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2015 Abstracts

Quantifying Heavy Metal Pollution in Utah Lake via Root System Accumulation in Two Subspecies of Phragmites Australis and Subsequent Determination of Anthropogenic Relevance

Kevin Jackman, Utah Valley University

Physical Sciences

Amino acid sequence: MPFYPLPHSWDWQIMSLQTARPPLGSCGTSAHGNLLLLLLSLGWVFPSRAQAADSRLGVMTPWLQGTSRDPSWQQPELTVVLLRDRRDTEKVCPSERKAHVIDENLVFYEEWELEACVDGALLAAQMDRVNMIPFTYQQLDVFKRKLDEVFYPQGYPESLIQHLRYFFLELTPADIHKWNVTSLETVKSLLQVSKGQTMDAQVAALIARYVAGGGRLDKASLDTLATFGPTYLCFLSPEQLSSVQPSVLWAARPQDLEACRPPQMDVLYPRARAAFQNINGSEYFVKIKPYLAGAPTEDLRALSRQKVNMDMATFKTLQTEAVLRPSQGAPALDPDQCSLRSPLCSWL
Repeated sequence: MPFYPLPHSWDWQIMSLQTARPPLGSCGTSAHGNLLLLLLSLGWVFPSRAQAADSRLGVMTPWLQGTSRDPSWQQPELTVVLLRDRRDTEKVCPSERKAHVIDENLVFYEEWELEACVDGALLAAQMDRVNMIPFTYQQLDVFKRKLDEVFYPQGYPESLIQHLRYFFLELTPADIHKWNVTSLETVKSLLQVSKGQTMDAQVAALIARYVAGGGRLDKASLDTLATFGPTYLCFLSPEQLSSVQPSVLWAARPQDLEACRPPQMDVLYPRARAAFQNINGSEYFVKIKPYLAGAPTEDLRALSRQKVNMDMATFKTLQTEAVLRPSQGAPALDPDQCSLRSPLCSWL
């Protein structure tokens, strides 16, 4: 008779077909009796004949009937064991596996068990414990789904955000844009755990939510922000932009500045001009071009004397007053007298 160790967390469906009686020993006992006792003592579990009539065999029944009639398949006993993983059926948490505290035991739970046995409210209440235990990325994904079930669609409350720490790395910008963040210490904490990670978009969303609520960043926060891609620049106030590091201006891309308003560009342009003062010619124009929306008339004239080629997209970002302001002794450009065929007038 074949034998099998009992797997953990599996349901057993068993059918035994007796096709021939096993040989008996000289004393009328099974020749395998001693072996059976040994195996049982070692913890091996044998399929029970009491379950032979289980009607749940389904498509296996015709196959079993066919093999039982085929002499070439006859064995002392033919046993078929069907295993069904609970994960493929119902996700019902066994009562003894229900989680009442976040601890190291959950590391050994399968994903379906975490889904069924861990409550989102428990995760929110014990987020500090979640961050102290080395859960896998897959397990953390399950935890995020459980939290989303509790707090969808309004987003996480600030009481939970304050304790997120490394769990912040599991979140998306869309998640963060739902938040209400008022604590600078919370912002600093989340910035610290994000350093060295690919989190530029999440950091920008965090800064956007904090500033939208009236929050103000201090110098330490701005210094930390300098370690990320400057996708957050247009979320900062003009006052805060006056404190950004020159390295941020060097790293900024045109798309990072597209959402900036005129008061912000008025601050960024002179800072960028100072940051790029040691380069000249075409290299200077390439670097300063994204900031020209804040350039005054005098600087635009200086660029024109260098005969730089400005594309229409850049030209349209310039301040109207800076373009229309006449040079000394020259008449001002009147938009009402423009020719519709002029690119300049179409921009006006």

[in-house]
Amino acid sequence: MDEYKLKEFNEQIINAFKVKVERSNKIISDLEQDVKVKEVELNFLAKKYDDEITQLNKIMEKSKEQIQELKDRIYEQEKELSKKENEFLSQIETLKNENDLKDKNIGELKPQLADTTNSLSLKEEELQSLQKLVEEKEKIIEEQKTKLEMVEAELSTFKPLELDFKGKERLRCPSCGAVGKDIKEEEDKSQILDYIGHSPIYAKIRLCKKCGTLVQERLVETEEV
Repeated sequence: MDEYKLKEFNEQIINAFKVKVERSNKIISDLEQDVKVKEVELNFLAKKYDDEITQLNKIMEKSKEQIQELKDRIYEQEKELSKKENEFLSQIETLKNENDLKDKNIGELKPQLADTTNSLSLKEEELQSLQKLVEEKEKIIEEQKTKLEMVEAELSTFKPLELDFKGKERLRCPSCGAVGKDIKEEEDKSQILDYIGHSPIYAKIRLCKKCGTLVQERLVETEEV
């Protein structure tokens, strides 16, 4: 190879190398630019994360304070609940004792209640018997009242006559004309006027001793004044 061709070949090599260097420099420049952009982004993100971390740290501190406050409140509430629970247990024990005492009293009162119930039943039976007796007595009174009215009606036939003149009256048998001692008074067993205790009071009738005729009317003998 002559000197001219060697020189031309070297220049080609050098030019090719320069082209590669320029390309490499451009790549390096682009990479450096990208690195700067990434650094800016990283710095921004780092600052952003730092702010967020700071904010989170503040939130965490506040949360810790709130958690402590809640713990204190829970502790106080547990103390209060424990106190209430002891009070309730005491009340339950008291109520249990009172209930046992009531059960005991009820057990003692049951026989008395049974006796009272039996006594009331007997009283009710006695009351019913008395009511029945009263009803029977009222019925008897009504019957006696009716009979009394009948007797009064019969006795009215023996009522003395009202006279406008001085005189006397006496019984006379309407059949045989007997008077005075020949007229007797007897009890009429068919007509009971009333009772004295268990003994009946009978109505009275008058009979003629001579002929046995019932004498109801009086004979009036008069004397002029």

Phragmites australis is a non-native subspecies of wetland reed that was introduced to Utah Lake from Europe during early exploratory settlements and is now outcompeting native flora in the lake’s wetland ecosystem. Utah Lake is a repository for toxic heavy metals from diverse mining operations and industrial operations proximal to the water. International studies have shown Phragmites to have strong potential as a phytoremediator and a reliable biomonitoring species of polluted water and soil, yet no work in this regard has ever been performed in the state of Utah or on Utah Lake. It is by measuring the concentrations of arsenic, lead, and 12 other trace metals within the root and rhizome system of these plants that a measurement of the contamination of the lake can be made, and to determine a quantitative concentration and severity of contamination with regards to public health and safety. If these trace metals are present in excess in the lake and its soils, toxic, and harmful conditions are present and are an issue of health to the natural ecosystem of the lake, as well as the citizens recreating and working throughout the lake on a regular basis. Determination of atomic content evaluation will be performed by the Induced Coupled Plasma Optical Emission Spectrometer. Future work can then be proposed to remediate the lake, in an effort to improve the human and environmental condition of the area. This project has the interest of the Utah Department of Environmental Quality and relationships have been established for current and future cooperation. The aim of this project is to be published and presented on a peer-reviewed level in scientific journals and at conferences.